On an interpretation of Quantum Physics

PhiAlpha
PhiAlpha
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Topic 191135

Dear all,

I very much enjoy reading all posts in the science section and I am a keen fan of the project. I would like to ask about your opinion on a topic which may be slightly away from the project goals as it is my impression that most the people who post remarks here have deep knowledge in quantum mechanics. Recently, I read the following:

"As it is well known from Quantum Physics, the result of any scientific research platform and observation experiment, depends exclusively on the Observer in that experiment and its relative position and research definition. This means that the world which is being observed by a specific Observer, is quite different from the world, which is not being observed by the same Observer, and may become even “nonexistent� (in terms of the definition for “existence�) when no Observer exists, who could conduct an observation of that world!
This simply means that the Observers and their Definitions play primary roles for the state of being of the world, “such as we know it�, and the potential for change of the same world is locked in the ability for transformation of these Observers and Definitions! This is a THEOREM of irrevocable validity and extraordinary existential proportions for each and everyone of us, simply because we are the “Observers� in the individually visible world (or rather worlds) of our own lives, whatever the depth or multi-dimensionality of that “state of being� of ours may be! Furthermore, the Observation Definitions, so vital for the resulting “state of being� of our world, are nothing else, but exactly “OUR DEFINITIONS� of this Entity of Ours, whatever the depth, width and height, or other levels of dimensionality this Entity of ours may encompass!"

The complete text is at http://www.institutet-science.com/inste.htm

Since my knowledge is very superficial, I would like to ask what your thoughts about the passage are. Is this indeed the scientific position?

"Everything should be made as simple as possible, but not simpler." A. Einstein

Mike Hewson
Mike Hewson
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On an interpretation of Quantum Physics

Quote:

Dear all,

I very much enjoy reading all posts in the science section and I am a keen fan of the project. I would like to ask about your opinion on a topic which may be slightly away from the project goals as it is my impression that most the people who post remarks here have deep knowledge in quantum mechanics. Recently, I read the following:

"As it is well known from Quantum Physics, the result of any scientific research platform and observation experiment, depends exclusively on the Observer in that experiment and its relative position and research definition. This means that the world which is being observed by a specific Observer, is quite different from the world, which is not being observed by the same Observer, and may become even “nonexistent� (in terms of the definition for “existence�) when no Observer exists, who could conduct an observation of that world!
This simply means that the Observers and their Definitions play primary roles for the state of being of the world, “such as we know it�, and the potential for change of the same world is locked in the ability for transformation of these Observers and Definitions! This is a THEOREM of irrevocable validity and extraordinary existential proportions for each and everyone of us, simply because we are the “Observers� in the individually visible world (or rather worlds) of our own lives, whatever the depth or multi-dimensionality of that “state of being� of ours may be! Furthermore, the Observation Definitions, so vital for the resulting “state of being� of our world, are nothing else, but exactly “OUR DEFINITIONS� of this Entity of Ours, whatever the depth, width and height, or other levels of dimensionality this Entity of ours may encompass!"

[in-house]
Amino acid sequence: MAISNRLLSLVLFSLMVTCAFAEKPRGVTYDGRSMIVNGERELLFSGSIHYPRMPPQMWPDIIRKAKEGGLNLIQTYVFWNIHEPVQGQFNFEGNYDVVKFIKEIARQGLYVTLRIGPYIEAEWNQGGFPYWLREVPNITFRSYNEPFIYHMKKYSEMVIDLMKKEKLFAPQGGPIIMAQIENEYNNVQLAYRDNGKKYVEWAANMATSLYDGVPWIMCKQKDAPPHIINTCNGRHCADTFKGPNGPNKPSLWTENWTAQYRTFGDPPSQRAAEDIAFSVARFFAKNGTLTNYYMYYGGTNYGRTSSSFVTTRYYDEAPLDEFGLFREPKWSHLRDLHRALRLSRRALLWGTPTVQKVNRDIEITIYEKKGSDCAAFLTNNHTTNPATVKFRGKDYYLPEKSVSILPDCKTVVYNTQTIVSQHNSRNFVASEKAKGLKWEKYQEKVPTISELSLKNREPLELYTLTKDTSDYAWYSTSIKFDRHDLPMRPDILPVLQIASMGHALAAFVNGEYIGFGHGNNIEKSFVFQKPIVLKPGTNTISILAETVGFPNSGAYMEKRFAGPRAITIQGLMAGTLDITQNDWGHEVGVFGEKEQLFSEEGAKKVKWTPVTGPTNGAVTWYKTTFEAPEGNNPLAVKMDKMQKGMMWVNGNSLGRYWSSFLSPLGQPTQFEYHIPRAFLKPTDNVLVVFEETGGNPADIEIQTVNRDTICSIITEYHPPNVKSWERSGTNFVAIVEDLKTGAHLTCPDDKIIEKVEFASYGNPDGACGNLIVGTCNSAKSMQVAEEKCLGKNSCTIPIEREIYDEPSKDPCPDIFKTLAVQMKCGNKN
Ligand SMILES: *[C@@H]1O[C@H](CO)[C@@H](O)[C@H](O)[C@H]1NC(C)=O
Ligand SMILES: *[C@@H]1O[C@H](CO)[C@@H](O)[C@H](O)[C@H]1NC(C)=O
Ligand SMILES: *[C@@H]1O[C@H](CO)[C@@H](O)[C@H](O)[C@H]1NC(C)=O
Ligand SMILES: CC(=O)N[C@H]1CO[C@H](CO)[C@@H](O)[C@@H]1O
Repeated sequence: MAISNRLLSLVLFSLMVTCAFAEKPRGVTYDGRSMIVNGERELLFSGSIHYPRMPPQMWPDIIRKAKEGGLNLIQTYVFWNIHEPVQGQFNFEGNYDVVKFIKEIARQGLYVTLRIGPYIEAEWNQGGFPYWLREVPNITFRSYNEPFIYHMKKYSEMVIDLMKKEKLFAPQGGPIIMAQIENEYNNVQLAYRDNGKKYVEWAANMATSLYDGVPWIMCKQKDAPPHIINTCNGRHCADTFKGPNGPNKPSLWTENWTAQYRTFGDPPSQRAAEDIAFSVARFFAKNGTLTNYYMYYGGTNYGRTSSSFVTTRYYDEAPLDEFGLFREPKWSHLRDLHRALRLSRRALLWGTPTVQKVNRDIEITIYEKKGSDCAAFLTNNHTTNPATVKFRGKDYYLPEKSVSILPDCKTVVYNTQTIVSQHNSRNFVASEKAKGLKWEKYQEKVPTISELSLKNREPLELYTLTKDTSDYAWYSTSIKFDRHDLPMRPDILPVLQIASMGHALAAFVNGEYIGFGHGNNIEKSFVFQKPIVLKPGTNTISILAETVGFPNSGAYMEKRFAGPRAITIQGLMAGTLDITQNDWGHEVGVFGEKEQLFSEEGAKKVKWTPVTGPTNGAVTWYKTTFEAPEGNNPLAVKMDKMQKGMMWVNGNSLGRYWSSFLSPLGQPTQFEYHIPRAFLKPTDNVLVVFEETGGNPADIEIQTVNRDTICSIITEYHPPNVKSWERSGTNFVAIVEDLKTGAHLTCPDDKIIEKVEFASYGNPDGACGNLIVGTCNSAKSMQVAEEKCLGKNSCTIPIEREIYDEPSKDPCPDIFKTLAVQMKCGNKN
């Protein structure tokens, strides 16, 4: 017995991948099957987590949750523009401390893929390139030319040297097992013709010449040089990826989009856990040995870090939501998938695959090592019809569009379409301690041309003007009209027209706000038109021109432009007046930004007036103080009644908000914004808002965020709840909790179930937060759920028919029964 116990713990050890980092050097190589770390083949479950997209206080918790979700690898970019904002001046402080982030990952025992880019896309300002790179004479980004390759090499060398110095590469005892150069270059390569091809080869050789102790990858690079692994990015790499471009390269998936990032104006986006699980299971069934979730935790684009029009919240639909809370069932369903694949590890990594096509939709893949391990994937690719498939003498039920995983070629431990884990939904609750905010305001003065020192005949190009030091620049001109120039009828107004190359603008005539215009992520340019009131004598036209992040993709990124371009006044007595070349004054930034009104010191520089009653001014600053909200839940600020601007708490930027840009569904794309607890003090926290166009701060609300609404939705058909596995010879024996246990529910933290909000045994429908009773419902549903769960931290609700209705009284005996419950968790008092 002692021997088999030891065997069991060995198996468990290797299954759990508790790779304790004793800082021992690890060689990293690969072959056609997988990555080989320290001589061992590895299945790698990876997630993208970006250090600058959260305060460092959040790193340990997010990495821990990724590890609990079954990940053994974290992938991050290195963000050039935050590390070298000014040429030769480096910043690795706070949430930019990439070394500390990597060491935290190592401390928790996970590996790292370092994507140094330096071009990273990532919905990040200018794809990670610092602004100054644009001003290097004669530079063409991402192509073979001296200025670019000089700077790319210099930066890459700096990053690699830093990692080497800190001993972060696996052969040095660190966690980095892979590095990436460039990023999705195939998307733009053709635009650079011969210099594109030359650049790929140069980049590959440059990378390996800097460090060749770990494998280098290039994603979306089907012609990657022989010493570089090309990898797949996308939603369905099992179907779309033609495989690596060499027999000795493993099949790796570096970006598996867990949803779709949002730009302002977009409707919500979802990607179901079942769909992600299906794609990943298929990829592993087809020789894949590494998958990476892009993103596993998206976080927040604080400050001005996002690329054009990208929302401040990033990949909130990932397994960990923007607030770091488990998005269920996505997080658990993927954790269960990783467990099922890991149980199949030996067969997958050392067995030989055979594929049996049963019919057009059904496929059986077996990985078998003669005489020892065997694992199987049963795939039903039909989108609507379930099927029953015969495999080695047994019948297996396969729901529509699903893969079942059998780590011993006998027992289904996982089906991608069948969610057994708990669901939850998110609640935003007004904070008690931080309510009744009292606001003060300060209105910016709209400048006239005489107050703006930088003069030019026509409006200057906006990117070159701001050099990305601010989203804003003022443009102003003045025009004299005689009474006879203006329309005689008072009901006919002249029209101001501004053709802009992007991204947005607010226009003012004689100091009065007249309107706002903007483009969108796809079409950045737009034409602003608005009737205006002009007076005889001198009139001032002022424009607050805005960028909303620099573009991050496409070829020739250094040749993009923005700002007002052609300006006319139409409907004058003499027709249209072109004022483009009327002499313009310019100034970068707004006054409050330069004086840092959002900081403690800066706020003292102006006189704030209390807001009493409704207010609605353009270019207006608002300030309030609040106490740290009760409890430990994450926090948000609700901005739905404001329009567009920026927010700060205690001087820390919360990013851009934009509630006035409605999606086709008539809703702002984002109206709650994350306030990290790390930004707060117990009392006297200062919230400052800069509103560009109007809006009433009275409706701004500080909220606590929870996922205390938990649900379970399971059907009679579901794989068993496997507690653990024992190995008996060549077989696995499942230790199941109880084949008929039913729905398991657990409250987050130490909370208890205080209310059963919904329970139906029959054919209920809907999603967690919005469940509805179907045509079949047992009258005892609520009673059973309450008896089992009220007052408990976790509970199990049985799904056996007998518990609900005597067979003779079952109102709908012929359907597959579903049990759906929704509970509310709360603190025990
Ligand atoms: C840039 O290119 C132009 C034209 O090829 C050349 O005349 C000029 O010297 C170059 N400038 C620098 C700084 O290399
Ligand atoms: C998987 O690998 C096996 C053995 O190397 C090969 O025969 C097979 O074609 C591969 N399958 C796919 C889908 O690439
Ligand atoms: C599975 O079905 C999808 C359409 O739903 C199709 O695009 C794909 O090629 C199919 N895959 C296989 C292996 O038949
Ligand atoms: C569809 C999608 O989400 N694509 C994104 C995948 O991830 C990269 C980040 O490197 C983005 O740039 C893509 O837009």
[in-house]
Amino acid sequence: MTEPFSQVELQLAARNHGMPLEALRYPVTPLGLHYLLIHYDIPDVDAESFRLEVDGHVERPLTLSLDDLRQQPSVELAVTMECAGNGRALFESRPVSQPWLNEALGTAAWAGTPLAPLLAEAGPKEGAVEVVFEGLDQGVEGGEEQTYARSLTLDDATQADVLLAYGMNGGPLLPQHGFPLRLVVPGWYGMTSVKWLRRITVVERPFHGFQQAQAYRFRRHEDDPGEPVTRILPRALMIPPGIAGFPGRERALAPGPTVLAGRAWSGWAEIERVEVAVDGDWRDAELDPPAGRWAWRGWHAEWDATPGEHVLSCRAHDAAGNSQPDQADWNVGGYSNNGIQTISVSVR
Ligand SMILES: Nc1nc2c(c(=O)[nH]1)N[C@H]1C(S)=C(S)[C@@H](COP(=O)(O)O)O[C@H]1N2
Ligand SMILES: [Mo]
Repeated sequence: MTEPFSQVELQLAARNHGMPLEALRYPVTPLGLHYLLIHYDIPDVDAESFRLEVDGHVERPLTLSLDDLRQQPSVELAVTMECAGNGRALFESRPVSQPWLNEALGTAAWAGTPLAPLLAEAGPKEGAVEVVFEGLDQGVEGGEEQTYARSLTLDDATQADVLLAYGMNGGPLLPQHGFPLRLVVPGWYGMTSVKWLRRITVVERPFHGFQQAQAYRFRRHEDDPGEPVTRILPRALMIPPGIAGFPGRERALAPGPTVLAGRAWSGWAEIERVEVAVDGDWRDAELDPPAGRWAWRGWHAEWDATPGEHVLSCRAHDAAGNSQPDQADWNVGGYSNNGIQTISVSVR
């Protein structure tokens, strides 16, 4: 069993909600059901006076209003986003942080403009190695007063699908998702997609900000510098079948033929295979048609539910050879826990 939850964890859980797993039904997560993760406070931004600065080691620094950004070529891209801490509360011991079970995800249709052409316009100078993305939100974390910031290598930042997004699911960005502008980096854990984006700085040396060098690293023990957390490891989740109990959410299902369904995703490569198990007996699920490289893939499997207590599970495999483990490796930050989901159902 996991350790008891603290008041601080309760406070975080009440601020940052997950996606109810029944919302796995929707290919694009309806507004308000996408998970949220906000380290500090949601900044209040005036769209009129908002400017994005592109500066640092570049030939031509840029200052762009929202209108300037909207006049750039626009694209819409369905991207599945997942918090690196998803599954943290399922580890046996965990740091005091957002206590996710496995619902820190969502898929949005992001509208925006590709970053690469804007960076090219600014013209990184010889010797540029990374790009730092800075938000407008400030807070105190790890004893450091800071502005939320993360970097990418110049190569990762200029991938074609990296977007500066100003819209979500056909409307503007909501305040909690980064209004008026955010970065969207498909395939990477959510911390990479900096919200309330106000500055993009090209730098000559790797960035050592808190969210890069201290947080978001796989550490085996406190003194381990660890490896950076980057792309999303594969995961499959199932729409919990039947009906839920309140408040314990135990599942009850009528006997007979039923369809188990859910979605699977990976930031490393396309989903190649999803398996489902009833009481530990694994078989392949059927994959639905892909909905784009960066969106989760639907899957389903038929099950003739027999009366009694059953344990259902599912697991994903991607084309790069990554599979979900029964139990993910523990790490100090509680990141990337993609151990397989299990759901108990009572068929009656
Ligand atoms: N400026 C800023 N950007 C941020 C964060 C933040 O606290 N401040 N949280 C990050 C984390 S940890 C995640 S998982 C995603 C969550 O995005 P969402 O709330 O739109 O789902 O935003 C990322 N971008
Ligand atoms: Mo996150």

The complete text is at http://www.institutet-science.com/inste.htm

Since my knowledge is very superficial, I would like to ask what your thoughts about the passage are. Is this indeed the scientific position?


This is all somewhat old news, trees falling in forests etc...
It is valid, if you like, within the confines of it's parameters. Uses quite a few 'quotation marks' for my liking! Some cute word plays, but suggests the author doesn't distinguish between syntax and semantics.
The core of science is indifferent to this really - you theorise, predict, measure and adjust accordingly - always iterating the cycle. What most people seem to miss about science though is encapsulated in the phrase 'logical positivism'. This means that you can always disprove or adjust or supercede theory, based on evidence.
The observer bit is a true red herring though and particularly can confound understanding with quantum mechanics. Originally it was simply used as just a lazy mental shorthand for 'what would a measurement be of this quantity at this time and at that place over there'. It is a great way of visualising say a three dimensional vector field ( a time varying arrow at each point in space ). In that sense even a humble electron is an observer. Alas this basic idea of doing measurements all around the vicinity has been anthropomorphised to consciousness, choice and other stuff not intended. Hence confusions arose. Schroedinger's Cat is actually in some certain state, but the walls of the box limit interaction and prevent measurement of that - no real surprise there, eh?